I must admit, I feared the cold would make me slow and useless. However, I quickly warmed up through activity and sunny exposure. March. We slowly followed the rusty, dilapidated fence line. Snip. We snipped a section of fence. Pull. We pulled the fence and flattened any messes. Fold. We folded the metal wire fence into neat stacks. Flag. Finally, we flagged the fence for finding later; pulling all of the fence bales from the forest would be another day’s work. Indeed, I found myself helpful during this outing.
This is what I need. This is what anyone stuck in the city, stuck in the office, stuck in suburbia, needs; some sun and some nature to offset the constant exposure to man-made constructs and rat races. Go outside!! “In every walk with nature, one receives far more than he seeks.” ~John Muir
For certain, I find inspiration in the illustrative, passion-filled words of John Muir, the master naturalist, the whispering-to-the-wee plants botanist,
the glaciologist, the avid and skilled hiker, the potent political activist, the great appreciater of His Creation. His words moved Presidents and led to the creation of National Parks, ‘America’s Best Idea.’ But even Mr. Muir gained inspiration from more than books.
“In every walk with nature one receives far more than he seeks.”
Indeed, his walks across the Eastern United States, his hikes through the Sierras and Yosemite, his summits of grand mountain peaks, his adventures in Alaska…all these nature experiences fueled his fire, and perpetuated him even when his time confined him to cities and public offices in the pursuit of writing persuasive arguments and garnering support for conservation. Surely, I have some empowering experiences that are keeping my pilot light aglow.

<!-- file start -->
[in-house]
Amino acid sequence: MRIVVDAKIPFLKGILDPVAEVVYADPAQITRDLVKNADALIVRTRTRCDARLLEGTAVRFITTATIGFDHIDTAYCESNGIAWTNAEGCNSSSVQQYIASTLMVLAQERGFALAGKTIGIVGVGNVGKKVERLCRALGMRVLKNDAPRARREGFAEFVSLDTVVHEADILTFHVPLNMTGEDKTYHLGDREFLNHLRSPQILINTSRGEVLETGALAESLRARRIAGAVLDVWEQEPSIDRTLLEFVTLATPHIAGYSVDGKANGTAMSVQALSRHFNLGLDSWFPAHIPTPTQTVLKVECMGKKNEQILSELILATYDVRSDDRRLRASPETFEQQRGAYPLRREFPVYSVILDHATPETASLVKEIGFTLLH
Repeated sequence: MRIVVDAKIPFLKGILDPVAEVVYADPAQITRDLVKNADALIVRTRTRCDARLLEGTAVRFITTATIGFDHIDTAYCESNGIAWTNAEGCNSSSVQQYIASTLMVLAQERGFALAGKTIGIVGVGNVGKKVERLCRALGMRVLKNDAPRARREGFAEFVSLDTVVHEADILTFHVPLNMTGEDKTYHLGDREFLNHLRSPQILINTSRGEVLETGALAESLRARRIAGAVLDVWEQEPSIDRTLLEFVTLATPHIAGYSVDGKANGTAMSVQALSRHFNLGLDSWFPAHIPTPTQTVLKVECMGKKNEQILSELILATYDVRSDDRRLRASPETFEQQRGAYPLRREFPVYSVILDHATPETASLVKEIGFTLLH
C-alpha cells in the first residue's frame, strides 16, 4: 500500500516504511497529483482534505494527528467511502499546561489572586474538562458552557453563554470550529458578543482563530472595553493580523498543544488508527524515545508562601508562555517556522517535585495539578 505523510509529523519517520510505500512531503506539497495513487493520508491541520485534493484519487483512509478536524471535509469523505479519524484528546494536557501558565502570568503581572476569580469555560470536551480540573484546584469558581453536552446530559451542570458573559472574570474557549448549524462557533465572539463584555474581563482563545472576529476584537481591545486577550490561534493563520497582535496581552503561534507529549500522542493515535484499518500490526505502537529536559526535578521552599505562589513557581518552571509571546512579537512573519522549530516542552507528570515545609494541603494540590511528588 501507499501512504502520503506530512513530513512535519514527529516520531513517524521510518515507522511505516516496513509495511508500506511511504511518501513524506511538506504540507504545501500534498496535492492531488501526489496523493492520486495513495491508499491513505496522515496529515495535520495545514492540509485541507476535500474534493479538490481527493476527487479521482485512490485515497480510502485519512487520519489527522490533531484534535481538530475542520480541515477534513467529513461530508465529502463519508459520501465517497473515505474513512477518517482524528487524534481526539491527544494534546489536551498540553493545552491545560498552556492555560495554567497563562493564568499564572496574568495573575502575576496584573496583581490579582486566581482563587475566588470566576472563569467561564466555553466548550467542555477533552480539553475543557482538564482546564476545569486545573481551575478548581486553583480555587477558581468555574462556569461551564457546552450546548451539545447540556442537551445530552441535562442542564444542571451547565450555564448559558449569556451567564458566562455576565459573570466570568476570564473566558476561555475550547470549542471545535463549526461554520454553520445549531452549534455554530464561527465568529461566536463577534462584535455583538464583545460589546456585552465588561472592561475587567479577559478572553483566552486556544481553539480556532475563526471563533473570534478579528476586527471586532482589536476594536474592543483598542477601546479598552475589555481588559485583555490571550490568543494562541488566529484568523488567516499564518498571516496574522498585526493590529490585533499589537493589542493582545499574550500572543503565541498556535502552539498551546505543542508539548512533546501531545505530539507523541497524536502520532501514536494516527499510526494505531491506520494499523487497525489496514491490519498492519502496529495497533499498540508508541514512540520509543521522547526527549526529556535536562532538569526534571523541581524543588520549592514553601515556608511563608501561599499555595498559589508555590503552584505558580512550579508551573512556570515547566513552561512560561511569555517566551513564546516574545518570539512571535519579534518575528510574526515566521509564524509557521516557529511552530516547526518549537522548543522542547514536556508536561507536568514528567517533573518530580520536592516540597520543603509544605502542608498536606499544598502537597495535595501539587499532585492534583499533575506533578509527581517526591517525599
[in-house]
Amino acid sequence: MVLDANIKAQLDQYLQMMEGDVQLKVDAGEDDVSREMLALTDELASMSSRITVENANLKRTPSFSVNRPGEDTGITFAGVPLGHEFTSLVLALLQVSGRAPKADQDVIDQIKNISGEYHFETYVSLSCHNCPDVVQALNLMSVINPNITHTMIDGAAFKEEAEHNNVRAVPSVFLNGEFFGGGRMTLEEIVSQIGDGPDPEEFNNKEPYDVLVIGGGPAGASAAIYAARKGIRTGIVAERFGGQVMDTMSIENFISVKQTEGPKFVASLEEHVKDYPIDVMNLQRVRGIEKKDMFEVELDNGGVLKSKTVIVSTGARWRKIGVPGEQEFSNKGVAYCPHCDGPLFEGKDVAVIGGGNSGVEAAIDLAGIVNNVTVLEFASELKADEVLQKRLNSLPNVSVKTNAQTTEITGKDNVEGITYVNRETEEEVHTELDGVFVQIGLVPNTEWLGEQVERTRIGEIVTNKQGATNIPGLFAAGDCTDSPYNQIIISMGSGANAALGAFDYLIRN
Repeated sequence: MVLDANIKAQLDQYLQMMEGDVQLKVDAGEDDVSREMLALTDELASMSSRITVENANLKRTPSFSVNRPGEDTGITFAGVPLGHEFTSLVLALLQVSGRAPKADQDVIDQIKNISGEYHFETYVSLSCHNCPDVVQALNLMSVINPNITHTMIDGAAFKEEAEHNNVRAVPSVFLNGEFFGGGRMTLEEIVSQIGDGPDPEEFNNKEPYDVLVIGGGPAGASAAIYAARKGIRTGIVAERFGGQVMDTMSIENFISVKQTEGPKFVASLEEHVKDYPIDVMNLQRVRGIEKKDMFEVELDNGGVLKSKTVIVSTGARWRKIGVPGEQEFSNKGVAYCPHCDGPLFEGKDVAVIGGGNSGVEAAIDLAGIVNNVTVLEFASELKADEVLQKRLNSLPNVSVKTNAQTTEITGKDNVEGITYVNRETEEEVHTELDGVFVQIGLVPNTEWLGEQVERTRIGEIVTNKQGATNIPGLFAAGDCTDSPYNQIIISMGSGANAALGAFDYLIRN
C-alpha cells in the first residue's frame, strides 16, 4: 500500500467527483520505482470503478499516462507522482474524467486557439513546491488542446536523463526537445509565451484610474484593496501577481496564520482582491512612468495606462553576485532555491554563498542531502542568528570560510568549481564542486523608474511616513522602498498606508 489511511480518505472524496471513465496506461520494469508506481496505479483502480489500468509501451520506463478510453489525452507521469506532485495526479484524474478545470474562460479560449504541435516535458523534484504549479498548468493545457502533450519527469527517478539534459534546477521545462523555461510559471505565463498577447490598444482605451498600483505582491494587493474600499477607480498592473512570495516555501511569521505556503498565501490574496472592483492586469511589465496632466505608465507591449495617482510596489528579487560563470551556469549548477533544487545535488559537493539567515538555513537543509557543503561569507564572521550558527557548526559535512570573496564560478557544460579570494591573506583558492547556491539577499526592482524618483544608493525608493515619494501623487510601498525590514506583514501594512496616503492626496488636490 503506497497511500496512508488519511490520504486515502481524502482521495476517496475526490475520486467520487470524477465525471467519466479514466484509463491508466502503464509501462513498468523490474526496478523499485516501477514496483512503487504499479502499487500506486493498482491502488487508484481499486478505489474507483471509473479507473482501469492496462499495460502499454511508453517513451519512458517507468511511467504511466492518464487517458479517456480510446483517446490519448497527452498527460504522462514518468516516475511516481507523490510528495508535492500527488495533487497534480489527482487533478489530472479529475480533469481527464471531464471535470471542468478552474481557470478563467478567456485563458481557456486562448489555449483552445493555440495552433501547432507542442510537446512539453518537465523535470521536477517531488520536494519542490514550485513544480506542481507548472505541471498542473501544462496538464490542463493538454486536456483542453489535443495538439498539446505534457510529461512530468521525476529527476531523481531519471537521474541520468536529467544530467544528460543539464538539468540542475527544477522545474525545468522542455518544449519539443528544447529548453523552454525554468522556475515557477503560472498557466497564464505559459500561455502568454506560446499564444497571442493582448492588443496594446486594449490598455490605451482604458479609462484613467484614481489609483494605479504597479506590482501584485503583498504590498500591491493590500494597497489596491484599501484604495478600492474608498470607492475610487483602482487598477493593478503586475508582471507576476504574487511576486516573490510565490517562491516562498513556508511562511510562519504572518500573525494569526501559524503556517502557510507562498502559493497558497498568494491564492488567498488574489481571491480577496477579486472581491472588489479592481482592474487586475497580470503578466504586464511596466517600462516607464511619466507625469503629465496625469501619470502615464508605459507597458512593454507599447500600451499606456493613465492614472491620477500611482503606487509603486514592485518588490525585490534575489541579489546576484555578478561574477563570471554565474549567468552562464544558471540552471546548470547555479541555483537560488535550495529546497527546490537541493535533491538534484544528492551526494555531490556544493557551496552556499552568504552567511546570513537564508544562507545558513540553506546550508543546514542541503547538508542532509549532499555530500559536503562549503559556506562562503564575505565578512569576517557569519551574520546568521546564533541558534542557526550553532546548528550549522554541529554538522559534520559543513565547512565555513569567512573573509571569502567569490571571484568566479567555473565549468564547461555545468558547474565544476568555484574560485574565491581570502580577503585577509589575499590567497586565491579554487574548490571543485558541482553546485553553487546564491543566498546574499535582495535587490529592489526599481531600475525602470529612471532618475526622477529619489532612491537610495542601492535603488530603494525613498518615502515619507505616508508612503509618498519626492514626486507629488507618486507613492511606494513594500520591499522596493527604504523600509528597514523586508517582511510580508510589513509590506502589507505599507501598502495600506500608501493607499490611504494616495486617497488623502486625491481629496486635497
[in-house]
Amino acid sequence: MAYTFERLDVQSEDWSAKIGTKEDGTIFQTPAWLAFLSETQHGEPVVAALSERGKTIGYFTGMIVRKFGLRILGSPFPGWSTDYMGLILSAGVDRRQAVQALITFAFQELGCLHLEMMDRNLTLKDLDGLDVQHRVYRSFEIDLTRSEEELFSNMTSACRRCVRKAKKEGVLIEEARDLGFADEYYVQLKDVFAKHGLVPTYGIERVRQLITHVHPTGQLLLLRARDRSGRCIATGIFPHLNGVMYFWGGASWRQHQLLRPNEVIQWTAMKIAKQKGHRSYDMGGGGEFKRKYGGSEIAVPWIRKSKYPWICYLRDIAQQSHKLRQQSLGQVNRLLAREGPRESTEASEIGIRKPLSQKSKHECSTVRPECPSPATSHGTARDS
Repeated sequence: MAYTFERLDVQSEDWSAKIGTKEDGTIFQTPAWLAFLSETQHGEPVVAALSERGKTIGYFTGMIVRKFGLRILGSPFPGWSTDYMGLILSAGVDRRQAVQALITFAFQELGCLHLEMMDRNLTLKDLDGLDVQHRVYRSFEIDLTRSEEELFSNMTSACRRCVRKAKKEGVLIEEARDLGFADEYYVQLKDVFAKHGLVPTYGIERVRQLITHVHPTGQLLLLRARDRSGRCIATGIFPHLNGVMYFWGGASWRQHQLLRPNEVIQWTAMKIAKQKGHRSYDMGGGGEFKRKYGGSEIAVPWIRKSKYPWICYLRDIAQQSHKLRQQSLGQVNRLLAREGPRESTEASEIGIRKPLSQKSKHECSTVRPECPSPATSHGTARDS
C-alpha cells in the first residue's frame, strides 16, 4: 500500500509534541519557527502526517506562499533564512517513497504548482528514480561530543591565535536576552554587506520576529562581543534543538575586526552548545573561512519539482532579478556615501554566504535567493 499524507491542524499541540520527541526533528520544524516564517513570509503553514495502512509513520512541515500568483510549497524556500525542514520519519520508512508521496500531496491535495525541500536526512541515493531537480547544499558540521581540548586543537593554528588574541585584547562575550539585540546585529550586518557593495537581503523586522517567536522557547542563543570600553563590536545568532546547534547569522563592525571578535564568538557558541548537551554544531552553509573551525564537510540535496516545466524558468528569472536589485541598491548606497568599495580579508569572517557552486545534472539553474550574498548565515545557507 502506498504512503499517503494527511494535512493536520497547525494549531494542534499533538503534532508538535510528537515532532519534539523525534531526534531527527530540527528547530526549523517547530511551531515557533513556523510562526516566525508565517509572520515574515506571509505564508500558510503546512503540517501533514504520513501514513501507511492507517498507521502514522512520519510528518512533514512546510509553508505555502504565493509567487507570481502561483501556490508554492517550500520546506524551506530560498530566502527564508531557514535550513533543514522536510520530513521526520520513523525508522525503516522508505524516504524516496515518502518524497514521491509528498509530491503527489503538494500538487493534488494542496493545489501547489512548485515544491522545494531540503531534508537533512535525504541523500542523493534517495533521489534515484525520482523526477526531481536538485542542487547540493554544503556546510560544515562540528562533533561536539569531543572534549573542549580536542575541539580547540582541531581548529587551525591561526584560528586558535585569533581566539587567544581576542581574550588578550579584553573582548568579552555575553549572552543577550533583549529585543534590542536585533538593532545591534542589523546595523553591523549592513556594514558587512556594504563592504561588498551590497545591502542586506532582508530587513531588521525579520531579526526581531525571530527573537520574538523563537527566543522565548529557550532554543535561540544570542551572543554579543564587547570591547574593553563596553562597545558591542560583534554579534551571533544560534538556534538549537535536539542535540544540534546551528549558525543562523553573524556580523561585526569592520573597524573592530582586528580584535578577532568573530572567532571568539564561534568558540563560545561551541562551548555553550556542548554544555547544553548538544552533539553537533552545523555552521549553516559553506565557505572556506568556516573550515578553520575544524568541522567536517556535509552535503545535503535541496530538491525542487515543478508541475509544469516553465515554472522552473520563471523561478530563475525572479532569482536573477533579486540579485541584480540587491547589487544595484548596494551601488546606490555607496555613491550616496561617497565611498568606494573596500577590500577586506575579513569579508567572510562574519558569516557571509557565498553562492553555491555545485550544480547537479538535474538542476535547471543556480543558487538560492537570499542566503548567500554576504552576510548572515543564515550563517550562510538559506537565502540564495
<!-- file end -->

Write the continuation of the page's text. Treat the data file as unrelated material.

One place that stays with me is the Black Hills of South Dakota. It was the location of my first real vacation as a child. I hiked the trail to Mt. Harney, learned about bison (and bison burgers), discovered the gem of Custer State Park, fished from granite outcroppings along Sylvan Lake, tent-camped below the wispy canopy of pines, and enjoyed the views along Needles Highway. The Trail to Harney is perhaps one of my favorite places of all. I hiked it with my family when my legs were little and the 6-mile round-trip trek seemed to take ages. I hiked it with my brothers when we returned years later (with longer legs, it was a slightly easier hike). I even took up the hike once more with my soon-to-be fiance; I proposed to her at the top of Mount Harney!